What Is A Betting Exchange And How Do They Work?
There is often some confusion with people new to betting – and matched betting in particular – around what the difference is between a regular bookmaker, such as William Hill, and a betting exchange, such as Betfair, Smarkets or Matchbook.
While on the surface betting exchanges offer the same betting opportunities as a bookmaker, there are a few key differences.
Firstly, exchanges make money in a different way than bookmakers. Bookmakers allow customers to place a bet on any outcome of an event, then they lay the bet themselves offering up their own money in the event the customer’s bet wins. Betting exchanges, however, don’t lay any bets themselves but instead rely on other customers to both back and lay the bets against each other. Betting exchanges charge a small commission fee on every bet placed to make their money. This fee is simply a percentage of estimated winnings.
Secondly, betting exchanges aren’t as flexible when it comes to accumulators. The customer can’t determine the outcomes contained in the accumulators themselves. They also tend to restrict the odds, so that in the event of a big win, there will be less money being made.
Lastly, betting exchanges often have better odds compared to bookmakers. That’s because their market is a free market and their odds are controlled by the punters, whereas bookmaker’s set their own odds. This allows customers to find better value and is a big reason why betting exchanges are so popular
History Of The Betting Exchange
Many of the biggest exchanges were founded at the turn of the millennium, but with a few key players only popping in up in recent years. It’s testament to the fact that some punters appreciate how betting exchanges are more fair and transparent and often present better winning opportunities.
Betfair was founded in 2000 by Andrew Black and Edward Wray. Its revenue as of 2014 was £393 million. It was the first betting exchange to float on the London Stock Exchange, up until its merger with Paddy Power in 2016. Since its launch, it has become the largest betting company in the UK and the largest betting exchange in the world, with over 4 million customers and 1,800 employees. Betfair are our recommended exchange due to their stability, ease of use, wide range of markets and impressive volume.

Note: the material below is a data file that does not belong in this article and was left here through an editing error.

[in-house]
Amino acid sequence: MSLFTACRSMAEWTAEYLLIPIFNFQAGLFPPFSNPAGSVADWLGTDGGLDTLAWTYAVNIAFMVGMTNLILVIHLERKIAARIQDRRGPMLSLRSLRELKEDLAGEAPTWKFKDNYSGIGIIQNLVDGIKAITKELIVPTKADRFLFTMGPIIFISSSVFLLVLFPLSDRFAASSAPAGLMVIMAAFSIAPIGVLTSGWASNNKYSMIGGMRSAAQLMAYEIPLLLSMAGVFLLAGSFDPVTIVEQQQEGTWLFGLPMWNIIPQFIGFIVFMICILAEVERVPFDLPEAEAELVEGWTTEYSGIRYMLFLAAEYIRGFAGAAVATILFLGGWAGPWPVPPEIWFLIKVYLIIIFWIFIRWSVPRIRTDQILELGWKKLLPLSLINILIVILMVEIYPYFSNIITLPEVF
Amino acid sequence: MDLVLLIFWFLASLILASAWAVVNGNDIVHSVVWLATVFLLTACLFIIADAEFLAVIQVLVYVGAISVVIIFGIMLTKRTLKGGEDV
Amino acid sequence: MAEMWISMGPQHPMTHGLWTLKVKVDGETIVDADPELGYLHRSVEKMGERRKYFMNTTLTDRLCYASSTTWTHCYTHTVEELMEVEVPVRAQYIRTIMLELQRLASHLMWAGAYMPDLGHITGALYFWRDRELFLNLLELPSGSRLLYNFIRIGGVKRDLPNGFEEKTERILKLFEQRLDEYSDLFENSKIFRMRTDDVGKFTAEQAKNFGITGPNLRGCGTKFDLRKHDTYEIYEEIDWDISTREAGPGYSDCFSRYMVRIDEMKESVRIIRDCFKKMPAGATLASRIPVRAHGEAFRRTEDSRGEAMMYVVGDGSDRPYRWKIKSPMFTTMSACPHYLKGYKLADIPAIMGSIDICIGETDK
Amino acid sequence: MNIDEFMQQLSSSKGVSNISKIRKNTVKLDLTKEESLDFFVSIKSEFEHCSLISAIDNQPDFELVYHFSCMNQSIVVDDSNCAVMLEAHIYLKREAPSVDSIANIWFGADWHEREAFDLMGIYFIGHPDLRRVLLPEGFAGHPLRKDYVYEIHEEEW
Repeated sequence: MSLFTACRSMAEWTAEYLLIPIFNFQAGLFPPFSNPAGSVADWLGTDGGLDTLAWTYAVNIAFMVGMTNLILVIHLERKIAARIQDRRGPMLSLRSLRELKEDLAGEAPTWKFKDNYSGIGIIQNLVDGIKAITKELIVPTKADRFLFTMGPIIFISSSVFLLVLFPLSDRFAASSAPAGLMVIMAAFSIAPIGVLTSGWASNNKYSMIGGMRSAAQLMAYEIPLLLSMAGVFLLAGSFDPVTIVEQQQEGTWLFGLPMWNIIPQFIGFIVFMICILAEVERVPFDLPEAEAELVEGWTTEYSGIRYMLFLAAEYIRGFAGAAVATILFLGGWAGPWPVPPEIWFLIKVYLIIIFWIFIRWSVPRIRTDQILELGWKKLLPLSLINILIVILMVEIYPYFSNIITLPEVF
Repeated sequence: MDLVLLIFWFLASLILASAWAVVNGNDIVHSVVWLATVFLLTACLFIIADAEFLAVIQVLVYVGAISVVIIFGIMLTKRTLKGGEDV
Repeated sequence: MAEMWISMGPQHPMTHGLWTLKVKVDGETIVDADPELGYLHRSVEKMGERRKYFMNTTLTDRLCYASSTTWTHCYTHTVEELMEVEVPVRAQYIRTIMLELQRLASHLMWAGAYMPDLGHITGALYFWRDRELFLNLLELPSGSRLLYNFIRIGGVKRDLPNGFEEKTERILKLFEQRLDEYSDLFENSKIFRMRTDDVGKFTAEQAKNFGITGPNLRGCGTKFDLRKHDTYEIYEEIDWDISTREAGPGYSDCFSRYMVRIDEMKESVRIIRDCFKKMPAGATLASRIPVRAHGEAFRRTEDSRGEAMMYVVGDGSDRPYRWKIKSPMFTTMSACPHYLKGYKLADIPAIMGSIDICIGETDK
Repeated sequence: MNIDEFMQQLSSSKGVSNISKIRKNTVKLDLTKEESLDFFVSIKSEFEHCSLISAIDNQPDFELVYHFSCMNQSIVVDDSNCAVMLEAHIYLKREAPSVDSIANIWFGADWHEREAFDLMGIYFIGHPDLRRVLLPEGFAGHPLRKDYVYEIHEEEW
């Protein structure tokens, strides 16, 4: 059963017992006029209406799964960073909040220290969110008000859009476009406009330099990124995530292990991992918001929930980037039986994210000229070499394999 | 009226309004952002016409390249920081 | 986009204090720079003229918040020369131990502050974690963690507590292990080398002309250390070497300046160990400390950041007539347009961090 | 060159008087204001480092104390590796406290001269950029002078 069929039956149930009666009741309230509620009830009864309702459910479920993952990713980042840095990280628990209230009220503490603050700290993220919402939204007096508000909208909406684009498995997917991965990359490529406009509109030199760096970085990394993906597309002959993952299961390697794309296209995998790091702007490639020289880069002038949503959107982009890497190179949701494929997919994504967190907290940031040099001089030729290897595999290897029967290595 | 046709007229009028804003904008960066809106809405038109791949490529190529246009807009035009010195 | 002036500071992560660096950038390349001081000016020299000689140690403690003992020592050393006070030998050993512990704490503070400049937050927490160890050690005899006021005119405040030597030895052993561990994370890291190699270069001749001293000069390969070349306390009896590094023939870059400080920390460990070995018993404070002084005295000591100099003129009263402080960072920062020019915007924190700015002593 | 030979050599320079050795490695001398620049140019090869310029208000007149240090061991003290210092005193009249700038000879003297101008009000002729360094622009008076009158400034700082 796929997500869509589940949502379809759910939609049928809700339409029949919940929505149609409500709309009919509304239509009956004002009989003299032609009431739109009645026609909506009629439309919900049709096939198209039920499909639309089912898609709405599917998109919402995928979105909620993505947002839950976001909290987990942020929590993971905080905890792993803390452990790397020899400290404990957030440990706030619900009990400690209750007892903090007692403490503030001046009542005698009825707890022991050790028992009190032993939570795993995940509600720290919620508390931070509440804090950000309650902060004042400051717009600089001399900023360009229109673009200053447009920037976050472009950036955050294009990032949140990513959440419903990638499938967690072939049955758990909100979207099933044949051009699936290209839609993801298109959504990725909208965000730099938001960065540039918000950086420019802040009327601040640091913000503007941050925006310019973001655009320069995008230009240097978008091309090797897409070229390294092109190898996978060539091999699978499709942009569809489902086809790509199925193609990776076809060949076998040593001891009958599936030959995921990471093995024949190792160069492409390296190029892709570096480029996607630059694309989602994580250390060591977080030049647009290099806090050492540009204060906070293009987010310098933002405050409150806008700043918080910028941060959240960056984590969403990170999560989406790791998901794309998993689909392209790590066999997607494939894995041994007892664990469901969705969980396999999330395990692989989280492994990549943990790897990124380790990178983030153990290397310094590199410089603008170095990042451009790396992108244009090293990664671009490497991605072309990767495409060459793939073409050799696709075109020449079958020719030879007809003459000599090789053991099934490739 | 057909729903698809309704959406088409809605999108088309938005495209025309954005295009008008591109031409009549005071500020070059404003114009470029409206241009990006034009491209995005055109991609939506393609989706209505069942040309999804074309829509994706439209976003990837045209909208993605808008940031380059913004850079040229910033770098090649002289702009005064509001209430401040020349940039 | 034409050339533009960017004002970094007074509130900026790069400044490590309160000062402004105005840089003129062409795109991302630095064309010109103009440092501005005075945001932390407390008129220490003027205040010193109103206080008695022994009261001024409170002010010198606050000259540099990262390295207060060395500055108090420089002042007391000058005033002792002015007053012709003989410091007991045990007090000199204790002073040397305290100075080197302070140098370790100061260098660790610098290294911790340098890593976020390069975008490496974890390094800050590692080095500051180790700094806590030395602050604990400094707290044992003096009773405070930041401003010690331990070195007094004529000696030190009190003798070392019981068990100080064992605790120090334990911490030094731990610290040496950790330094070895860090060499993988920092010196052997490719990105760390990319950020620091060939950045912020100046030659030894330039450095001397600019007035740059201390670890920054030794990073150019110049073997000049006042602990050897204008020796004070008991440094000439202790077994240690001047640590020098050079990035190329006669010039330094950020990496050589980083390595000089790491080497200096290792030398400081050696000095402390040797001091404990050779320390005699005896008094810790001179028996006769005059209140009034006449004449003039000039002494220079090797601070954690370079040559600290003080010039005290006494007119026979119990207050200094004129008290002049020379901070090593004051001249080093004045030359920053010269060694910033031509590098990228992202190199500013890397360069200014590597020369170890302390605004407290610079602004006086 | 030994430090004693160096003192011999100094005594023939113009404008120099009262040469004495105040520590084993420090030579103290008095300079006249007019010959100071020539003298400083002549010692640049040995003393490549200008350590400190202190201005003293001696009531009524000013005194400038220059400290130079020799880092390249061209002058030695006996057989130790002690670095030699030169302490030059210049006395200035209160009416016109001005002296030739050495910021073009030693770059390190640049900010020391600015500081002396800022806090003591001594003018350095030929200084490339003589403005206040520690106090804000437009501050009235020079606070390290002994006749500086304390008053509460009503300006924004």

With headquarters in London, Smarkets is one of the big up and comers of the betting exchange world. Smarkets angles itself as a more advanced trading platform compared to its rivals. A high-tech startup and definitely going from strength-to-strength, whilst becoming more and more popular with punters due to their competitive commission rate.
Not quite a global force in the same vein as Betfair, but still doing well. They are based in Cork, Ireland and offer a great range of American sports markets, as well as competitive commission rate.
There are other betting exchanges operating. While we’ve listed the top 3 in terms of popularity, some of the remaining still have a following. BETDAQ is one that springs to mind, also founded in 2000 at a similar time to Betfair. They didn’t quite take off in the same way that Betfair did, but still no doubt making a healthy profit along the way.
That Should Clear It Up…
In conclusion, betting exchanges are very similar to traditional bookmakers. But their key differences are a big benefit to matched bettors in particular and they play in a pivotal role in profiting with matched betting.